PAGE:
When I look at the portrayals of
Christ which have been produced
during the course of
Church history, I presume that they are
declarations of love because they present
the Lord in romanticized physical
beauty. He is depicted with cherry-red
lips, delicate feminine skin tones, and
in silk robes woven with gold thread.
Yet what did the Messiah really look
like? Today nobody knows because the
oldest portrayal of Christ is from 375 AD
and is thus not an eyewitness account.
Although He is the Son of God, the
Gospels suggest a more rustic figure
of Yeshua (Jesus) in keeping with His
revolutionary style, as He overturned
the tables of the money changers in the
Temple courts. His disciples followed
a radical leader who said that He had
not come to bring peace but a sword
(Matthew 10:34); they were zealots
and sons of thunder (Mark 3:17); and
Peter was also known as Bar-Jonah
(Matthew 16:17)—a rebel who reached
for his sword when Jesus was arrested.
It also fits in with the picture of a
revolutionary that Jesus allowed John
to baptize Him, the man who, clothed
in camels’ hair, called on the people to
repent and denounced publicly the infamous
deeds of King Herod Antipas,
which cost him his head. Jesus also
denounced Herod as a fox (Luke 13:32)
and warned people prone to materialism
that they could not serve God and
mammon (Matthew 6:24). He even presents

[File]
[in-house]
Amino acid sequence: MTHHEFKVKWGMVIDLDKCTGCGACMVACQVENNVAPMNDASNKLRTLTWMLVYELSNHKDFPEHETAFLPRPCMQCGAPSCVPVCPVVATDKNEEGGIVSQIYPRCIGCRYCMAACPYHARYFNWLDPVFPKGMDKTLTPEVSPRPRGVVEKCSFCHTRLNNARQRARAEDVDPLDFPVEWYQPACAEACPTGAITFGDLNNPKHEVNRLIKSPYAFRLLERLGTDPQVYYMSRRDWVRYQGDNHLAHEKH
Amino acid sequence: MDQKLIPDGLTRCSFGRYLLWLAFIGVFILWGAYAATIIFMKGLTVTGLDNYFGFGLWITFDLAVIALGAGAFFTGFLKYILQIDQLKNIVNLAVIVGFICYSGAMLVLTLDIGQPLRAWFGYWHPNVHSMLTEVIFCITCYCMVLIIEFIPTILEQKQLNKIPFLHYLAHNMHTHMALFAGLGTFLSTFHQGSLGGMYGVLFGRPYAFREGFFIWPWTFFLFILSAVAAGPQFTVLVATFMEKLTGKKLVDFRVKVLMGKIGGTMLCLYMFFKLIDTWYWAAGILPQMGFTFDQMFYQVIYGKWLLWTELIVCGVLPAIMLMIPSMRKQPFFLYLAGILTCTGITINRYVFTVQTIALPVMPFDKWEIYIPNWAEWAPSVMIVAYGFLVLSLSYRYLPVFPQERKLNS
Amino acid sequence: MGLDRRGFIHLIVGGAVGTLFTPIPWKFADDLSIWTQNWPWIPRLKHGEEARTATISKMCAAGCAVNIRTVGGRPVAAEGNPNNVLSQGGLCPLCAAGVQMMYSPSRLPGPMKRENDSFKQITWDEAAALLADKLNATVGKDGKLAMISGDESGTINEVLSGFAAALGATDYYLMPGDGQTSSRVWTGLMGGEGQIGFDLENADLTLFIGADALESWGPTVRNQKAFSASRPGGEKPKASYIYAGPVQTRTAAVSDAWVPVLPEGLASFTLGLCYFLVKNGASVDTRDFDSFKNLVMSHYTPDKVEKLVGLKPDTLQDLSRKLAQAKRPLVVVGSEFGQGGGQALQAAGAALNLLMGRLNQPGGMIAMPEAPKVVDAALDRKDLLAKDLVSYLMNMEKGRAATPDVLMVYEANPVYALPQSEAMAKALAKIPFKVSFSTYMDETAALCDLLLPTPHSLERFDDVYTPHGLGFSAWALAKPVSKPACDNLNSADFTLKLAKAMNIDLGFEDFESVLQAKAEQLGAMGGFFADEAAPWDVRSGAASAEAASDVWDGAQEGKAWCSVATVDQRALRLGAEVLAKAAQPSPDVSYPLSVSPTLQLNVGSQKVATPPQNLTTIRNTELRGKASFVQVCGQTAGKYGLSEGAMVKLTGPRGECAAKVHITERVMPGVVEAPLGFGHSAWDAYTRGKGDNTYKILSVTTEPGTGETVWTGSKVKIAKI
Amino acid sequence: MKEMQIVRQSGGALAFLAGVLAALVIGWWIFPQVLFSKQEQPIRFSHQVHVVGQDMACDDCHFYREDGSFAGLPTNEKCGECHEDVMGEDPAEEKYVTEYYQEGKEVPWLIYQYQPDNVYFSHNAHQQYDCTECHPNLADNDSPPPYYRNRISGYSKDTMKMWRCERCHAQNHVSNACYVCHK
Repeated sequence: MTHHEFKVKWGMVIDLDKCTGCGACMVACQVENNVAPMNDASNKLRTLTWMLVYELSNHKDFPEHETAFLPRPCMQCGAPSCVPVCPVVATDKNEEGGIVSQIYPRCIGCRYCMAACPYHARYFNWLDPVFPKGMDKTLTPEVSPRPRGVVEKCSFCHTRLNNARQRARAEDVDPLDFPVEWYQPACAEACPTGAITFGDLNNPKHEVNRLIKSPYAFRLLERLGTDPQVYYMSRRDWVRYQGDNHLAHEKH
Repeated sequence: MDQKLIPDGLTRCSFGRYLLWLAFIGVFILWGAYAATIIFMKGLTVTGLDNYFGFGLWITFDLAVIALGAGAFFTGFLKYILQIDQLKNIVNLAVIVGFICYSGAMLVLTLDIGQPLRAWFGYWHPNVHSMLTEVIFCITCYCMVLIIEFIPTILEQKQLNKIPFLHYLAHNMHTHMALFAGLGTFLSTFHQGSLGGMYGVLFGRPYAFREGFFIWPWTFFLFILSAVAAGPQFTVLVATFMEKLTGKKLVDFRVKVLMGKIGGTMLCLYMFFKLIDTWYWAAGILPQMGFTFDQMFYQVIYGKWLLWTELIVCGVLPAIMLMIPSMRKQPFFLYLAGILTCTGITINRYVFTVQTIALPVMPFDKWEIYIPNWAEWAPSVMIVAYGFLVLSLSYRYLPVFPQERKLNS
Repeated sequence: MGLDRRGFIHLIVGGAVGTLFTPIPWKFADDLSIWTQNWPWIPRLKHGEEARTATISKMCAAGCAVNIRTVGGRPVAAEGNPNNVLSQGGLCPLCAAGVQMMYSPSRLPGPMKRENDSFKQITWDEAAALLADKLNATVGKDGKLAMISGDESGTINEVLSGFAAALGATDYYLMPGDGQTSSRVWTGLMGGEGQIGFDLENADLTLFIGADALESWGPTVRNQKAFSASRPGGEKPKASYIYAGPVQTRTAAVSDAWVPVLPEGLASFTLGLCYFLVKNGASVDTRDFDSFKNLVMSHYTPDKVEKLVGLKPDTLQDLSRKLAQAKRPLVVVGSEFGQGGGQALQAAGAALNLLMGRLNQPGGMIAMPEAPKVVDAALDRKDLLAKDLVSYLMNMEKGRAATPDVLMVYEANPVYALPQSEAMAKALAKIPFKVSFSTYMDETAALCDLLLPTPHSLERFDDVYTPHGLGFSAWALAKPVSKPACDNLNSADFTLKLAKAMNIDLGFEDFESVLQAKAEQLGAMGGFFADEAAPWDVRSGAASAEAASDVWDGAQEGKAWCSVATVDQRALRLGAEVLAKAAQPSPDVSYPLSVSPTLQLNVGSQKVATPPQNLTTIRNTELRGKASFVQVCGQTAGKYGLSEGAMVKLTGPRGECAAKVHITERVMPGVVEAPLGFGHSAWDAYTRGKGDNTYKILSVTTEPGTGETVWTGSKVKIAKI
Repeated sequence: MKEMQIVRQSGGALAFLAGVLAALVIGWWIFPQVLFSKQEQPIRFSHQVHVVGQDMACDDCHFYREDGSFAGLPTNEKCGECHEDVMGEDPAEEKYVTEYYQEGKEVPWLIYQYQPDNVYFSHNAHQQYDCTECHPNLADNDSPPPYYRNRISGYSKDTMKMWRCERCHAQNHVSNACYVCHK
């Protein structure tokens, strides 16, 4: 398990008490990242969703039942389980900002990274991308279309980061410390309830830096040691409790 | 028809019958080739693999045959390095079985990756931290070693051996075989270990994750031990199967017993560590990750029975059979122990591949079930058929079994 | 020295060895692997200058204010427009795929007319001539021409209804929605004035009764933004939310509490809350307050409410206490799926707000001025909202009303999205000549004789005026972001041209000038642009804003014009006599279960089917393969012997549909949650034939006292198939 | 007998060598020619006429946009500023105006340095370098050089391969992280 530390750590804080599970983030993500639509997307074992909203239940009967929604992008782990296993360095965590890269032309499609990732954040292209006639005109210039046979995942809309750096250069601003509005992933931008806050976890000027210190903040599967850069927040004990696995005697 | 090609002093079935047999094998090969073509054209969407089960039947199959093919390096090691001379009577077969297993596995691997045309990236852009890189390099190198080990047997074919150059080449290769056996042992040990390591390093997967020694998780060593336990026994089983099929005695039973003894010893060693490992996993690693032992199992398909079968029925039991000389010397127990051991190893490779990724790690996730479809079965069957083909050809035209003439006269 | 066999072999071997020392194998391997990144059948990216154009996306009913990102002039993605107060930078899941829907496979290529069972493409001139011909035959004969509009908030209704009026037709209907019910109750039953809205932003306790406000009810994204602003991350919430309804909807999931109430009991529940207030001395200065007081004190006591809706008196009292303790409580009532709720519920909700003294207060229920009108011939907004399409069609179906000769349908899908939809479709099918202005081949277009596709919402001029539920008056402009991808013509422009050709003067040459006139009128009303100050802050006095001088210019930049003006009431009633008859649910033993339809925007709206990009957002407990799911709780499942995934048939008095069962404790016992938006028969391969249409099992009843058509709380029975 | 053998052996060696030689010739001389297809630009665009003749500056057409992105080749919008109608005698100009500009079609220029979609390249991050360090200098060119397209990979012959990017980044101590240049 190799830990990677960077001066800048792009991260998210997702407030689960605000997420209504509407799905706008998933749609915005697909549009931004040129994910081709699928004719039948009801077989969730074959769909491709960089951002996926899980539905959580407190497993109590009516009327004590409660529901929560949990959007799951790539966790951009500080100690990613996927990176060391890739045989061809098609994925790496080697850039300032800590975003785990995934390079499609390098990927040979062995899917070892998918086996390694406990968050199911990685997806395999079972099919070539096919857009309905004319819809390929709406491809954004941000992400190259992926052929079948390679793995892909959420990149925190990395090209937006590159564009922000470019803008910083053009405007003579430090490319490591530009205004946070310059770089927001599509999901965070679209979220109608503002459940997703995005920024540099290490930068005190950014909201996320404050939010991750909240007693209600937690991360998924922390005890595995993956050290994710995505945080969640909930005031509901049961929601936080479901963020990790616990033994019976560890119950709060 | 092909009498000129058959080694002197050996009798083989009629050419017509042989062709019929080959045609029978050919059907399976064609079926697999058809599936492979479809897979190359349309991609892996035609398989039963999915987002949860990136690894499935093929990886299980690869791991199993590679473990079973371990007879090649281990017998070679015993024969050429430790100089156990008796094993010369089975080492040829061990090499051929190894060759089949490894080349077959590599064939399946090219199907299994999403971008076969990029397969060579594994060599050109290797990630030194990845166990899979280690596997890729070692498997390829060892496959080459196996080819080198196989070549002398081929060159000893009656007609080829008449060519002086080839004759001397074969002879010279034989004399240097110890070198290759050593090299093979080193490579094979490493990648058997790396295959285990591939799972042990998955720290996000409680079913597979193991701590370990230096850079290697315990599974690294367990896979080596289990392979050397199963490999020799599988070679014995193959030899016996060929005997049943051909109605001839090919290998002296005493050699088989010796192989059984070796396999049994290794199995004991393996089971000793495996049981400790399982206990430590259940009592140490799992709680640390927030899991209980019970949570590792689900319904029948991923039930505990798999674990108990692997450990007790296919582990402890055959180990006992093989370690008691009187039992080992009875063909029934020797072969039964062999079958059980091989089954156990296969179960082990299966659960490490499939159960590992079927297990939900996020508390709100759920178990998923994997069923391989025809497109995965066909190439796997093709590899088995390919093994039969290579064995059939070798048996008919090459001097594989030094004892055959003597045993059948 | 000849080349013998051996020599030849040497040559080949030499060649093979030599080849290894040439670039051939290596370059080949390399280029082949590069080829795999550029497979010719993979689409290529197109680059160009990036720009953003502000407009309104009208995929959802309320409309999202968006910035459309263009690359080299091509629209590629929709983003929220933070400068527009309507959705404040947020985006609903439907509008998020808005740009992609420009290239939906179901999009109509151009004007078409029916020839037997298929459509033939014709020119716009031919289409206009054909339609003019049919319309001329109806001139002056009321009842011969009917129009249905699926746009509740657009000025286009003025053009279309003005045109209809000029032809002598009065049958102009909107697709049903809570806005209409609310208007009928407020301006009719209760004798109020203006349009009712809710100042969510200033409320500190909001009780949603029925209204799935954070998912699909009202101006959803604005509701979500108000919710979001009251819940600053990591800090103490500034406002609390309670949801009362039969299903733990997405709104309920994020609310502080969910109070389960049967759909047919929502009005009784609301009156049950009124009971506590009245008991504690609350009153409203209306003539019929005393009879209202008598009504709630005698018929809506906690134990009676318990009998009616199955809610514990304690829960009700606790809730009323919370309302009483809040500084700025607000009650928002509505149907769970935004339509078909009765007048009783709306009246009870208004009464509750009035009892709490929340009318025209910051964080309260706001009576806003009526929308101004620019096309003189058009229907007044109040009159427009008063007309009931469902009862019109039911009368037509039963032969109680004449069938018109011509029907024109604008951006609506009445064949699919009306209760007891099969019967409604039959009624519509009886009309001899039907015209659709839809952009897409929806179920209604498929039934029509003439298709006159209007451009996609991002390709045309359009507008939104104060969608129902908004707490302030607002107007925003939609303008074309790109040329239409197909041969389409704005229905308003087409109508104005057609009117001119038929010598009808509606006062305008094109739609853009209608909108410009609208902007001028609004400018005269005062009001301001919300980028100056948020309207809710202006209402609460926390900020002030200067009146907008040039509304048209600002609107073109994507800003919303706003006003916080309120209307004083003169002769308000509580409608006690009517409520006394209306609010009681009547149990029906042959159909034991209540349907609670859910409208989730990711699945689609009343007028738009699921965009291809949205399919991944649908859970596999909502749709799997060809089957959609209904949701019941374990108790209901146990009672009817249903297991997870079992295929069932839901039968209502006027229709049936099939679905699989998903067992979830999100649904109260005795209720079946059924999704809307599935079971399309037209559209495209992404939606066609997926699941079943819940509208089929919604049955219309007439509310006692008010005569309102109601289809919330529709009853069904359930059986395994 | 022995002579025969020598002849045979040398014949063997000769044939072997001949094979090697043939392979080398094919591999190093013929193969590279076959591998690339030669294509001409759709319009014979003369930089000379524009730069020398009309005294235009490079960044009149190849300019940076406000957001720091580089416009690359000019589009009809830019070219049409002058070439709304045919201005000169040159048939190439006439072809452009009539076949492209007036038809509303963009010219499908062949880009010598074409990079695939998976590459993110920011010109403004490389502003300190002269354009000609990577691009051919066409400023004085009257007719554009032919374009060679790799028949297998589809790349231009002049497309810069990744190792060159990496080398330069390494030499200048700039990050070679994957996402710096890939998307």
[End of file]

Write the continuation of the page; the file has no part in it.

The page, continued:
the people with an ultimatum, that
in order to follow Him they have to—
if necessary—hate father and mother
Jesus put across anything but a soft,
comfortable gospel. He was only gentle
and mild when He stepped in for the
outcasts and healed the sick; in all other
situations He was a firebrand.
The Romans tolerated prostitution
and drugs, but not criticism of
the state. Yet like Elijah, Jesus spoke
out against the unrighteousness of
the state and religious establishment.
Jesus knew the cost in turbulent Jerusalem;
He knew Pontius Pilate had
sent thousands of Jews to crucifixion.
Jesus was and is anything but a soft,
pathetic Savior, for one day He will
“rule the nations with a rod of iron”
The beautiful image of Jesus
that we carry in our hearts
is simply a sign of our love for
Him. However, He fits in better
with the Haganah (the pre-state
Jewish army in Palestine) than
in the Vatican.
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